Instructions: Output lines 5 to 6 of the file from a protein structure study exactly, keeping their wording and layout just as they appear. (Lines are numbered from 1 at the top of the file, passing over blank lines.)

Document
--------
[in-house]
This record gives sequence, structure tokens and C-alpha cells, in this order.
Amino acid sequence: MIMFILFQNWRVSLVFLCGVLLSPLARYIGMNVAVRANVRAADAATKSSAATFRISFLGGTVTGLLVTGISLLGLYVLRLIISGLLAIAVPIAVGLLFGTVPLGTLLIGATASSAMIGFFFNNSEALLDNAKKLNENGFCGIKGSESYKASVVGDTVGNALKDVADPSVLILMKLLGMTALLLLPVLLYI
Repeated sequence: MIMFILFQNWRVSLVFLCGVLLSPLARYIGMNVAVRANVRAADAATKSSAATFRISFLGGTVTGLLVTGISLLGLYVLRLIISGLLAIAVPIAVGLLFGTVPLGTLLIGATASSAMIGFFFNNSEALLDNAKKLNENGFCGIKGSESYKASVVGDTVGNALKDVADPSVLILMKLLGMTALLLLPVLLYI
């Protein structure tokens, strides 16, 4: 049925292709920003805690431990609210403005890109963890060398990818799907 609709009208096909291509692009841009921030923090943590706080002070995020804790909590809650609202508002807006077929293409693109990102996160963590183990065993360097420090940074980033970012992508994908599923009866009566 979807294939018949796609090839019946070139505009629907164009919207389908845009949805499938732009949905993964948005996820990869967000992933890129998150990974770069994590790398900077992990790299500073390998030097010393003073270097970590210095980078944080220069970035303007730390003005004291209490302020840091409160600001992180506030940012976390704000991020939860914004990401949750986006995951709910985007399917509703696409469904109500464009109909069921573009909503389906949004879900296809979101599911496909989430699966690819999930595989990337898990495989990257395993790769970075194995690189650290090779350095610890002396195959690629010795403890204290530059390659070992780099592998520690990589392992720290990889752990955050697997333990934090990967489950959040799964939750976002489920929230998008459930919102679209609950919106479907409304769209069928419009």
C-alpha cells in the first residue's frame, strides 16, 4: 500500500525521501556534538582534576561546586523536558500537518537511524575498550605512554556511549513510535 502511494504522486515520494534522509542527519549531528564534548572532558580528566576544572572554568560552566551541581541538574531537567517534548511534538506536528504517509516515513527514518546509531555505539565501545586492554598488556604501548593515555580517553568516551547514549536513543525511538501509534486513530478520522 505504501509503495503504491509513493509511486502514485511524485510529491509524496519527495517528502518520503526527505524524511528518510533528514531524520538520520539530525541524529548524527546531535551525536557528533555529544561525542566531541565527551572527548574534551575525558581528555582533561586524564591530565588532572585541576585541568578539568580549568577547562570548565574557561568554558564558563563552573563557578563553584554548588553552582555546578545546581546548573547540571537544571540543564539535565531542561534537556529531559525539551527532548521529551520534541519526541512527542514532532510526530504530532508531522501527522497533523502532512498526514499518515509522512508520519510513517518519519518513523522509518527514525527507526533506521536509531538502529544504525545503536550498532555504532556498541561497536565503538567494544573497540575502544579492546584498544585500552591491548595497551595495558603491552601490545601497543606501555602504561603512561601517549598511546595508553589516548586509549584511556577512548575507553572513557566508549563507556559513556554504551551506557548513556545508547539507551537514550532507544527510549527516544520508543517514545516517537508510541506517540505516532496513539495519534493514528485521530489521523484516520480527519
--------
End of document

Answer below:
């Protein structure tokens, strides 16, 4: 049925292709920003805690431990609210403005890109963890060398990818799907 609709009208096909291509692009841009921030923090943590706080002070995020804790909590809650609202508002807006077929293409693109990102996160963590183990065993360097420090940074980033970012992508994908599923009866009566 979807294939018949796609090839019946070139505009629907164009919207389908845009949805499938732009949905993964948005996820990869967000992933890129998150990974770069994590790398900077992990790299500073390998030097010393003073270097970590210095980078944080220069970035303007730390003005004291209490302020840091409160600001992180506030940012976390704000991020939860914004990401949750986006995951709910985007399917509703696409469904109500464009109909069921573009909503389906949004879900296809979101599911496909989430699966690819999930595989990337898990495989990257395993790769970075194995690189650290090779350095610890002396195959690629010795403890204290530059390659070992780099592998520690990589392992720290990889752990955050697997333990934090990967489950959040799964939750976002489920929230998008459930919102679209609950919106479907409304769209069928419009």
C-alpha cells in the first residue's frame, strides 16, 4: 500500500525521501556534538582534576561546586523536558500537518537511524575498550605512554556511549513510535 502511494504522486515520494534522509542527519549531528564534548572532558580528566576544572572554568560552566551541581541538574531537567517534548511534538506536528504517509516515513527514518546509531555505539565501545586492554598488556604501548593515555580517553568516551547514549536513543525511538501509534486513530478520522 505504501509503495503504491509513493509511486502514485511524485510529491509524496519527495517528502518520503526527505524524511528518510533528514531524520538520520539530525541524529548524527546531535551525536557528533555529544561525542566531541565527551572527548574534551575525558581528555582533561586524564591530565588532572585541576585541568578539568580549568577547562570548565574557561568554558564558563563552573563557578563553584554548588553552582555546578545546581546548573547540571537544571540543564539535565531542561534537556529531559525539551527532548521529551520534541519526541512527542514532532510526530504530532508531522501527522497533523502532512498526514499518515509522512508520519510513517518519519518513523522509518527514525527507526533506521536509531538502529544504525545503536550498532555504532556498541561497536565503538567494544573497540575502544579492546584498544585500552591491548595497551595495558603491552601490545601497543606501555602504561603512561601517549598511546595508553589516548586509549584511556577512548575507553572513557566508549563507556559513556554504551551506557548513556545508547539507551537514550532507544527510549527516544520508543517514545516517537508510541506517540505516532496513539495519534493514528485521530489521523484516520480527519